Sunday, 29 March 2015


 'CUT SNAKE' Australia 2014 

In Aussie-speak, if someone is ‘mad as a cut snake’ he's so ‘round the bend you don’t want to know. Here the someone is Jim aka ‘Pommie’ (Sullivan Stapleton) who after release from prison loses no time in tracking down an old mate, Merv ‘Sparra’ Farrell (Alex Russell).

The problem is, Farrell seems not all that happy to see him. It’s not exactly clear what Pommie wants of Farrell. Though the two did jail time together, Farrell's now settled and about to be married to Paula (Jessica De Goux), the daughter of a well-to-do Melbourne family. But Pommie is a threat to all that and in ways that you might not imagine.

Directed by Tony Ayres ‘Cut Snake’ is another stand-up example of how Australia continues to turn out some of the most real and compelling crime thrillers on the planet e.g. ‘Felony’, ‘Mystery Road’, ‘Snow Town’, ‘The Square’, ‘Wish You Were Here’ and the Academy Award-nominated ‘Animal Kingdom’.

Like the others, ‘Cut Snake’ is resolutely committed to its story and characters. Though the film’s set in 1974, there's no over-studied attempt to evoke the period. Direction and editing are straightforward, with visual flourishes thrown in only to lend attention (usually during moments of violence).

In contrast is ‘Cut Snake’s out-sized cast of rising stars - the doe-eyed, pretty boy Russell, the glowing De Gouw and the fearsomely physical Stapleton (who imposed himself in the same way on ‘Animal Kingdom)’. Pommie is a terrifying cinematic invention, a creature both blindly ferocious and emotionally exposed.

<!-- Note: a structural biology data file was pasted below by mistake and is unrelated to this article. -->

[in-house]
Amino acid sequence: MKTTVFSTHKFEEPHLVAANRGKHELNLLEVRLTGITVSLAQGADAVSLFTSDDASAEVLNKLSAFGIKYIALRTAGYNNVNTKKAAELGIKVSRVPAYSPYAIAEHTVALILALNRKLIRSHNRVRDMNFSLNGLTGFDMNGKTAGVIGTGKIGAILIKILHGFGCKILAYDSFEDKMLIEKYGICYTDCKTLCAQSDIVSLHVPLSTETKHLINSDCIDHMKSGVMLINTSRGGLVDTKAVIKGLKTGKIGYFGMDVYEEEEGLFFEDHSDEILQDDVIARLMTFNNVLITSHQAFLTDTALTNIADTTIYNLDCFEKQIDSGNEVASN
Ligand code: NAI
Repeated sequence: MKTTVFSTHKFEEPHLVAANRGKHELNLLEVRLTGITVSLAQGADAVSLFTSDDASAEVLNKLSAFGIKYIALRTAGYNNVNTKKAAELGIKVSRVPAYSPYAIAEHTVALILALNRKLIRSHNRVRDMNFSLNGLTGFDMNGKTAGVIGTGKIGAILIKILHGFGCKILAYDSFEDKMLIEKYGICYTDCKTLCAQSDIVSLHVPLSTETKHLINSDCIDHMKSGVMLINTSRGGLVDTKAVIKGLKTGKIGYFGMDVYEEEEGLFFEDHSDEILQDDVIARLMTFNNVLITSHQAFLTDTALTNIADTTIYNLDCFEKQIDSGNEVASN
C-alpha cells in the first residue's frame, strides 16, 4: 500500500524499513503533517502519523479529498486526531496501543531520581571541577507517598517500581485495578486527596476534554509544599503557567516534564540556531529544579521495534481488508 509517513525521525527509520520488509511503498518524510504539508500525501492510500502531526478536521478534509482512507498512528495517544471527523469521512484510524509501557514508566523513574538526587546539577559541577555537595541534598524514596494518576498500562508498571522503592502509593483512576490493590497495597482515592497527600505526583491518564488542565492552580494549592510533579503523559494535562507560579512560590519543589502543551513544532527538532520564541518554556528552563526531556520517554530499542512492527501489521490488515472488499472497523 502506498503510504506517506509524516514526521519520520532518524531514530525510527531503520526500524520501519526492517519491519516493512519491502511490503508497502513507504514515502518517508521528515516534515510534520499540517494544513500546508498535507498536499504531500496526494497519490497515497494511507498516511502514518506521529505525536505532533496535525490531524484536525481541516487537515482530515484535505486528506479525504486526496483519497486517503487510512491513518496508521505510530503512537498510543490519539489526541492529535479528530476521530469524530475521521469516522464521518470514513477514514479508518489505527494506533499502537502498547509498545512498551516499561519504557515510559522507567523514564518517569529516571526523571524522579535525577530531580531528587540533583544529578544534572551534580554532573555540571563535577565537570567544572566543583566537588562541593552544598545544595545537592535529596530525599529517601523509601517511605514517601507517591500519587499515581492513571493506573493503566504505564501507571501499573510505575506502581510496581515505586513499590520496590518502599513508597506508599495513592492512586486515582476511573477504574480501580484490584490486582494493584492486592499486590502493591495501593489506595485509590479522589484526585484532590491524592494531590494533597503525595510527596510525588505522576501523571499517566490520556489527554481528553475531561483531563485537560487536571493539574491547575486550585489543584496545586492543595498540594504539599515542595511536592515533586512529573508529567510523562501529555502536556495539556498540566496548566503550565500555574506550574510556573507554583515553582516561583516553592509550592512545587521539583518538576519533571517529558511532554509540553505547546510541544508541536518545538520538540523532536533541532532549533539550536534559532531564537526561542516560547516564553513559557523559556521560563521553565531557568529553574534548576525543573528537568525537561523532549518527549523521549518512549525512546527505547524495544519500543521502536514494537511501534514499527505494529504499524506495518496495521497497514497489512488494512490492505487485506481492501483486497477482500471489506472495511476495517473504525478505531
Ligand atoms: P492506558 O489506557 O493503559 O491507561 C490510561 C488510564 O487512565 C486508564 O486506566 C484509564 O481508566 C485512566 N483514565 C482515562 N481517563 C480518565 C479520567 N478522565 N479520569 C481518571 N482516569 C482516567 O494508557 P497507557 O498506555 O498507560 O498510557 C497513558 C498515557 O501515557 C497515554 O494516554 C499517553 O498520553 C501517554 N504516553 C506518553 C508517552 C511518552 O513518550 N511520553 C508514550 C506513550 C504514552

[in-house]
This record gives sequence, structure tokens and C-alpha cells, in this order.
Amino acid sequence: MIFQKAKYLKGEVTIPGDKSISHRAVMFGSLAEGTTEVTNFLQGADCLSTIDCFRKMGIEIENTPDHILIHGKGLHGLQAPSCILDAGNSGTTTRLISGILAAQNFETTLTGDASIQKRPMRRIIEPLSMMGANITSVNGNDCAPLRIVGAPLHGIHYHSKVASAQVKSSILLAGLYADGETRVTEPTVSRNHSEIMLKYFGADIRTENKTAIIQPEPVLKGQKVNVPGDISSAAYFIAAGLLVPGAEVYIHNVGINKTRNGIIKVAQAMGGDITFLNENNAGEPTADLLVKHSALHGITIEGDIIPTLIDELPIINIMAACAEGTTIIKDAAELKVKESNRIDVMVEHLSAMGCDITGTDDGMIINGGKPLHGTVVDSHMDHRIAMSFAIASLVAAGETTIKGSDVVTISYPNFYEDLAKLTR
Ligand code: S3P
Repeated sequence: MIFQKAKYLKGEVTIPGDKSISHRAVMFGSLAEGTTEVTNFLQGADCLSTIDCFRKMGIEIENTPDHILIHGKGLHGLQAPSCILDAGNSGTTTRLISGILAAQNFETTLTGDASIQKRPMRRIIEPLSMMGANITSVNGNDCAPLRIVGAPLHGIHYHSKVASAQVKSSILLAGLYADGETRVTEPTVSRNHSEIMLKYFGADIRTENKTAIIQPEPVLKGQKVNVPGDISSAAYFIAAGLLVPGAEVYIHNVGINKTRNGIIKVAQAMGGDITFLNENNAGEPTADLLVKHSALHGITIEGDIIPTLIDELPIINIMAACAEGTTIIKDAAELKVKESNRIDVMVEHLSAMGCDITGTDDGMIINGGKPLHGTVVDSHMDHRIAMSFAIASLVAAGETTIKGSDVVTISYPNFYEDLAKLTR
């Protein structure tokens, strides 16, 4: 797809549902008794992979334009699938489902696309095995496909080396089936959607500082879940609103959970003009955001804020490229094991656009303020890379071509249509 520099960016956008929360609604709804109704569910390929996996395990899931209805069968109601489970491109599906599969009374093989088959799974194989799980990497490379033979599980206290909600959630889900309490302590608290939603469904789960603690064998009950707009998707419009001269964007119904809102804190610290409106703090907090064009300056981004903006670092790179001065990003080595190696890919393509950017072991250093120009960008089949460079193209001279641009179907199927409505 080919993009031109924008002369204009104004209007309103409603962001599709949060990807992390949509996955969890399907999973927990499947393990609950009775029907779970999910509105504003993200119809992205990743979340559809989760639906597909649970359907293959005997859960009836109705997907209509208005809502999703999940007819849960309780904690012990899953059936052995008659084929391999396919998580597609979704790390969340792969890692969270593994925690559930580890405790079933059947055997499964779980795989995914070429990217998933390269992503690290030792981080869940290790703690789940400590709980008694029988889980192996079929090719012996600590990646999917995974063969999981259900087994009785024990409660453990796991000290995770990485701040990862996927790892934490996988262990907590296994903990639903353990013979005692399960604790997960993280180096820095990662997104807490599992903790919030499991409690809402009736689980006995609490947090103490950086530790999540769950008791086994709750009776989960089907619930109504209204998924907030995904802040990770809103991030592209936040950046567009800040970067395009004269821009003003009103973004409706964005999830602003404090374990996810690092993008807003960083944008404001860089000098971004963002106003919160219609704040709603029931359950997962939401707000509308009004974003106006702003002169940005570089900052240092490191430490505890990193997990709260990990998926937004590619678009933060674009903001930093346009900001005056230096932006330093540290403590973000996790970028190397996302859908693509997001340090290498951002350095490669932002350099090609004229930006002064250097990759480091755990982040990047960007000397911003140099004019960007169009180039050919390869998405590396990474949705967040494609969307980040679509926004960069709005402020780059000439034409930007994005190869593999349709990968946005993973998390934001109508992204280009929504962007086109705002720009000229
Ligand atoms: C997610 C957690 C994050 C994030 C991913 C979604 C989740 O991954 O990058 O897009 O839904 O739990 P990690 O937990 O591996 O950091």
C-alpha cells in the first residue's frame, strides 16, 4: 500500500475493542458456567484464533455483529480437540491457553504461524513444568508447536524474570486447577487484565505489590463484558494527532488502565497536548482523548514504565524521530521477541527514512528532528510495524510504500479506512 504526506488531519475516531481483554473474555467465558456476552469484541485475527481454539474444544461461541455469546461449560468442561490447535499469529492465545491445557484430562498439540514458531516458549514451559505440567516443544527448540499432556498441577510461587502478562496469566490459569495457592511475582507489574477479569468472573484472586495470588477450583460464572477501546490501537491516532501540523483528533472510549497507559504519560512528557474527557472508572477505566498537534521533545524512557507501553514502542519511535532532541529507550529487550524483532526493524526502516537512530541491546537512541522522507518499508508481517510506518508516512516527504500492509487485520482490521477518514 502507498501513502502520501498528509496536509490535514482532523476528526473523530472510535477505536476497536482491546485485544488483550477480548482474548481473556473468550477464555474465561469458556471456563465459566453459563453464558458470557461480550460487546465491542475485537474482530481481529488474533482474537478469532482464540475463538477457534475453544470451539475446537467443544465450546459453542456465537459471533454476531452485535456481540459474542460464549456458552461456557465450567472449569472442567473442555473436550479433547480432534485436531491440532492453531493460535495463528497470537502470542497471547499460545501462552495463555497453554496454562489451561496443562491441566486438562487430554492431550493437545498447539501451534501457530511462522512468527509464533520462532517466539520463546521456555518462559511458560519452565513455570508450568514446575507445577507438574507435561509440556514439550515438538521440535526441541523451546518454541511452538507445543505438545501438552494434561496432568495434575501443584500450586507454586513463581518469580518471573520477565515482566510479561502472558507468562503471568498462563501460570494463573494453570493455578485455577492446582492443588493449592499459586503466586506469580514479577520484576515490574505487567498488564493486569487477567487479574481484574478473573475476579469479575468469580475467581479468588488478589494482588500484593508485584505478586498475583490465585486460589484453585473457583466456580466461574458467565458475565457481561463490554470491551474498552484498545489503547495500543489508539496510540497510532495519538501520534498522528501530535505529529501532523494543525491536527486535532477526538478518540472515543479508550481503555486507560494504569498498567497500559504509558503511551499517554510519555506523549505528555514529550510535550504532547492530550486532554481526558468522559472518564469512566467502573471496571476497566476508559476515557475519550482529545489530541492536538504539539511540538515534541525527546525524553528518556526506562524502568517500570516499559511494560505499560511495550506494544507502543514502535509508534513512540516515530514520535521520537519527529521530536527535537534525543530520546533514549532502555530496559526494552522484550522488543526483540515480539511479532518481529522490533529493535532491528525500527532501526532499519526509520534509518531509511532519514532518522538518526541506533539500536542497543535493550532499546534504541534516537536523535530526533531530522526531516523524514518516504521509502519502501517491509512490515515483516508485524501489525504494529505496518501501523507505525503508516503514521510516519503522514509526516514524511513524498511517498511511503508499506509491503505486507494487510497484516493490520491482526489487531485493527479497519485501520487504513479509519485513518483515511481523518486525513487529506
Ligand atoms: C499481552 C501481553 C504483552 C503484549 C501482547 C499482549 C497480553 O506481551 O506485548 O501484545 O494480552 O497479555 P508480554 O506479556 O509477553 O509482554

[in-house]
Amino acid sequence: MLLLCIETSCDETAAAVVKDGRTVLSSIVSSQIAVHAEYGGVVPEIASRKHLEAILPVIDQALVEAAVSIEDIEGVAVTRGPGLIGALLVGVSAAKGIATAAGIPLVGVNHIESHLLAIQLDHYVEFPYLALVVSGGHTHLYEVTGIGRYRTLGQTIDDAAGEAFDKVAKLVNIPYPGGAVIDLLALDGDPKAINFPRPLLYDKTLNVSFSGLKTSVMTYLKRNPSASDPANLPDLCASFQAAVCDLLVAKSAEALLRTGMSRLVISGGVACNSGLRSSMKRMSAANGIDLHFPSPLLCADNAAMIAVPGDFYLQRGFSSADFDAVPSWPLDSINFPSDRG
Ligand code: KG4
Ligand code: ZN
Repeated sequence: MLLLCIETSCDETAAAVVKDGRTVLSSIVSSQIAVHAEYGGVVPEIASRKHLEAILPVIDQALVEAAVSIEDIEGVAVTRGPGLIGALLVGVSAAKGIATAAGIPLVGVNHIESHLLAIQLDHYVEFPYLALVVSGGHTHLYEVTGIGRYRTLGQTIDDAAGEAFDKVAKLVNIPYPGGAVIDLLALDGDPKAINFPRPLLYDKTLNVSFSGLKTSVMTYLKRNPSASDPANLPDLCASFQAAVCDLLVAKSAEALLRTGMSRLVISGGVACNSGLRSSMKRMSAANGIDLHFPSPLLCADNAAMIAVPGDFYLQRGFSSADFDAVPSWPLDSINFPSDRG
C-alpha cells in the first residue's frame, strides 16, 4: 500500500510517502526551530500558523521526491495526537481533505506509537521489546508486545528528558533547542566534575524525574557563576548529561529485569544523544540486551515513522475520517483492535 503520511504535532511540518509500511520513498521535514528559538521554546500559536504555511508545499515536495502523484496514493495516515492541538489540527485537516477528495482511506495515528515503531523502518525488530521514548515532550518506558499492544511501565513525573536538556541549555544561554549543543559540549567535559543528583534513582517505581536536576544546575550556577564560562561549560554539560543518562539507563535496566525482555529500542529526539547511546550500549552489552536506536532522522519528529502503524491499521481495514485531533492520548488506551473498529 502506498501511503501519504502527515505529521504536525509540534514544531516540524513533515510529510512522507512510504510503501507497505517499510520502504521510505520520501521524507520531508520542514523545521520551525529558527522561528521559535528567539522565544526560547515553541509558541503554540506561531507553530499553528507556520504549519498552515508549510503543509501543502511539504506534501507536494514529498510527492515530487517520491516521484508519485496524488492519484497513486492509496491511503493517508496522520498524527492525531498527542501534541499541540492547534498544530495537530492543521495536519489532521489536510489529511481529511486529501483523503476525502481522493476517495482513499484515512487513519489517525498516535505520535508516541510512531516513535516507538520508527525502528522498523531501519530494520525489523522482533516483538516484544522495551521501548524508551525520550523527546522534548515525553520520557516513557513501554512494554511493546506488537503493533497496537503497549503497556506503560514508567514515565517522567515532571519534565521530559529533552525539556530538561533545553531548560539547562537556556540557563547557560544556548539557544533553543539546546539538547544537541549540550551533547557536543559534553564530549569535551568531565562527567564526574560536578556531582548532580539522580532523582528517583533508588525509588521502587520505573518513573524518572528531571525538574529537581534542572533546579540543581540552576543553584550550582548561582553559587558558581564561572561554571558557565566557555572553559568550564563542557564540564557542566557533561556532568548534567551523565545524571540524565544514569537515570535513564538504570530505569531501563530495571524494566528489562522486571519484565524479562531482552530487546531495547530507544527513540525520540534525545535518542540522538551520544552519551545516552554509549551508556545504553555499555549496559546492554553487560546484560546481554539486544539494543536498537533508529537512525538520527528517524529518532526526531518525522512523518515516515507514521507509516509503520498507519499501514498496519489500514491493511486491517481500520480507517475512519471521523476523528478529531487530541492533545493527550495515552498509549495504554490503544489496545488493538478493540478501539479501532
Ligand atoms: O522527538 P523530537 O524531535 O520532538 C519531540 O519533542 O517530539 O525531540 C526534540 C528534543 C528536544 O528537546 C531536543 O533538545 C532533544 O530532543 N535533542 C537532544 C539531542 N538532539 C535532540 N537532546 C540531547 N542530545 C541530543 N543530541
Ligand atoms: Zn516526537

Sullivan Stapleton is a mesmerizing actor with high-wattage star-power. Unfortunately his go-big-or-go-home plays in the muscle-movie ‘300: Rise of an Empire’ (2014) and the comedy-thriller 'Kill Me Three times' (2014) were to no one's' advantage, least of all his. However he's lined up to feature in a couple of hopeful-sounding US-produced crime/ action dramas and continues to star in the British television series, 'Strike Back'. 

Meantime, there's 'Cut Snake'. And even if Sullivan Stapleton's not around much any more, it shouldn't be the last of these audacious films. Noir down-under is bred in the bone and as long as a few shape-shifting actors like Guy Pearce and Ben Mendellson still come out to play in the Land of Wonder, everything should be fine.

Gary Deane

‘TO KILL A MAN’ aka ‘MATAR A UN HOMBRE' Chile 2014

Jorge (Daniel Candia) is a simple man, a maintenance worker at a forestry research station who wants only to keep to himself. But he and his family are being bullied by street thugs from the nearby projects. One evening Jorge gets badly roughed up and when his son Jorgito goes to confront his father’s tormenters, the gang’s leader, Kalule, shoots him. Kalule then self-inflicts a gunshot wound to make it look like self-defense but ends up going to jail for two years. When he gets out he begins to take his vengeance, including assaulting Jorge’s daughter. Jorge to this point has remained passive and the timidity eventually costs him his marriage. However, after police and local authorities fail to respond to the provocations and acts of violence, Jorge realizes he's come to a crossroad.

Though nominally a revenge drama, ‘To Kill a Man’ unfolds differently from what one might expect. Jorge is no Charles Bronson. He's slow to understand, to make decisions and to act. And even having done so, it’s not a given Jorge knows how to deal with what he's done nor the moral implications thereof. There's no signal moment of catharsis and release for Jorge or the audience, only increasing confusion and doubt as the film approaches its low-key conclusion.